It is nearly impossible to go a day without seeing talking heads on cable news, or government officials on social media, decrying the dangers that illegal government leaks pose to the very foundation of our society. While most of these attacks focus on why such unauthorized leaks are a continuing threat to national security and the ability of our government to function, too little attention has been given to how, in recent years, illegal leaks have been weaponized by some government agencies to intimidate, threaten, and ruin the lives of private individuals.
Indeed, nowhere is this practice more evident than in examining how the FBI, under former Director James Comey’s tenure, and former U.S. attorneys, engaged in seemingly regular illegal and highly prejudicial leaking to the media against private individuals accused of white collar crimes, including many of whom were ultimately never convicted of any crimes. Safeguarding the reputation and credibility of our most powerful law and order institutions while protecting the livelihoods of innocent Americans demands that we bring this unjust practice to an end; now.
But how did this come to be? Not by cherished tradition but by expediency and a desire for home runs within the federal law enforcement community and across our society. It is no secret that federal prosecutors, particularly in New York’s Southern and Eastern Districts increasingly relied as much on public relations as the law for driving their cases home.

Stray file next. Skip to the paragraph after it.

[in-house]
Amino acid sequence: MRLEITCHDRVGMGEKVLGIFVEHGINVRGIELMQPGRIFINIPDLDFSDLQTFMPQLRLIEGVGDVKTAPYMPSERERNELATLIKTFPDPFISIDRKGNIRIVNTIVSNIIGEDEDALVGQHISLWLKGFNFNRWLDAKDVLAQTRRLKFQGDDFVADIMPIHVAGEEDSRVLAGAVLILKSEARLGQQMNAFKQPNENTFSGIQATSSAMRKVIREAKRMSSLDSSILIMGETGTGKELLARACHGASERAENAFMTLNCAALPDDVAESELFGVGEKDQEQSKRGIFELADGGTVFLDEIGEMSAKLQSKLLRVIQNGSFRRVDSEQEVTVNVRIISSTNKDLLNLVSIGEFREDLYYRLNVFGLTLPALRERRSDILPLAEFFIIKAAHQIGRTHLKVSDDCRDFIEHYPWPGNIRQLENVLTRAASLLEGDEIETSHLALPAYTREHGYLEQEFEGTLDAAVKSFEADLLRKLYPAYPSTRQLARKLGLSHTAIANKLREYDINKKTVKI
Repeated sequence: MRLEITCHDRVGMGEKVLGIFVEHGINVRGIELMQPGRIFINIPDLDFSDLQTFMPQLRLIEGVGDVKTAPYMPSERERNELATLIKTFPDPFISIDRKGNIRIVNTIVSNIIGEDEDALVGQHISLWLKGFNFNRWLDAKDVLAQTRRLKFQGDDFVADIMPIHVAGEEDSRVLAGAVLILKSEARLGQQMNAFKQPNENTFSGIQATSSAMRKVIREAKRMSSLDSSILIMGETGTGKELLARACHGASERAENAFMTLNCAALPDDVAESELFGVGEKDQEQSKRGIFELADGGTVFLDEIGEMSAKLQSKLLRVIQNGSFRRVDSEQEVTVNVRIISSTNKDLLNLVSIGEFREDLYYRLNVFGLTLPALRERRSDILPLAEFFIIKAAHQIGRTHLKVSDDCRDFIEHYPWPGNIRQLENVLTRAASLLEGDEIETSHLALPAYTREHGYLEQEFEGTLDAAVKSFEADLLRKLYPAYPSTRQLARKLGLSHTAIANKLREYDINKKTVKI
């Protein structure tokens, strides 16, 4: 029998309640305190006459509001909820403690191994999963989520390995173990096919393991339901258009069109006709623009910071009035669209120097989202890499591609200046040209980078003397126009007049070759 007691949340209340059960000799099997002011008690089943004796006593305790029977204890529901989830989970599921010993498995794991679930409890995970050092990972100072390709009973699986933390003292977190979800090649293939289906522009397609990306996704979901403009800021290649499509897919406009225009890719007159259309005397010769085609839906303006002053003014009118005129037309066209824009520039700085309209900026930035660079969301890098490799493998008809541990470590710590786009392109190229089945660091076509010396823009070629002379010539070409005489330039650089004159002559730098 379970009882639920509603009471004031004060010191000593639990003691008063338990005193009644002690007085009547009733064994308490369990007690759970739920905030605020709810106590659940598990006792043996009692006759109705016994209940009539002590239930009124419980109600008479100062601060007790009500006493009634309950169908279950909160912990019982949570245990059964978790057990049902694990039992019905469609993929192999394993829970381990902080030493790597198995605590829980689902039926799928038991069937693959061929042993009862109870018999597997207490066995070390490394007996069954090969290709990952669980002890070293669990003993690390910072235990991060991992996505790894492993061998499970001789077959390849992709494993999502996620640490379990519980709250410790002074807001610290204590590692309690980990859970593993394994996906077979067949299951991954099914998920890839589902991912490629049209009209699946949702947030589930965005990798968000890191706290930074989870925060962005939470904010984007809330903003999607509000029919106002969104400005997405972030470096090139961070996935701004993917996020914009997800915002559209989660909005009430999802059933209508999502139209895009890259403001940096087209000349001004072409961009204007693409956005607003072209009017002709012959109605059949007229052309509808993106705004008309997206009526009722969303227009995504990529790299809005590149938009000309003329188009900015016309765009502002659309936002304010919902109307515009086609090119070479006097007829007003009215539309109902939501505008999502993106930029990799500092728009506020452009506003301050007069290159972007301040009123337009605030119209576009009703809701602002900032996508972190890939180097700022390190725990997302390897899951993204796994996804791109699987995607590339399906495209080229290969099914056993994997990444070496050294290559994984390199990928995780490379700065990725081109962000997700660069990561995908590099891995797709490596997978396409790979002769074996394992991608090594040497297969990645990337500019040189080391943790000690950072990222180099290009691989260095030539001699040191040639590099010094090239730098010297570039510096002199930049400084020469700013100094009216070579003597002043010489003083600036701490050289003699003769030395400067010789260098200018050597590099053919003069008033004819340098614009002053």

We came to expect that the Southern District’s Preet Bharara would hold a splashy press conference to claim his latest scalp, and the media and the public ate it up, making Bharara a minor celebrity. But it was not simple vanity that, then and now, motivated prosecutors; it is his well-honed legacy of media strategy: dragging prominent and wealthy financial industry-types before the cameras has a funny way of pressing them to plea bargain.
Bharara and Robert Capers, his like-minded Eastern District counterpart, were summarily dismissed by Attorney General Sessions along with every other U.S. attorney a few weeks after President Trump was sworn in. With few convictions but nonetheless lots of damaged reputations, it was a welcome if unintended, house-cleaning.
But the FBI has joined in on the act. The bureau has been accused in several high-profile cases of leaking damaging grand jury evidence to the media and tipping the media off to raids. Without fail, the attendant publicity provides an unjust assist to the prosecutors, who use the leverage of public opinion to cow their targets into plea bargains providing the bureau and U.S. attorneys another a check in the win column.
A crucial metric for success is leaking to influence a grand jury, as in the case of New York financier Mark Nordlicht and his Platinum Partners hedge fund. As detailed in court documents, the FBI leaked to a number of reporters that Nordlicht was running a “Ponzi-like scheme," which is a dog-whistle for prejudice.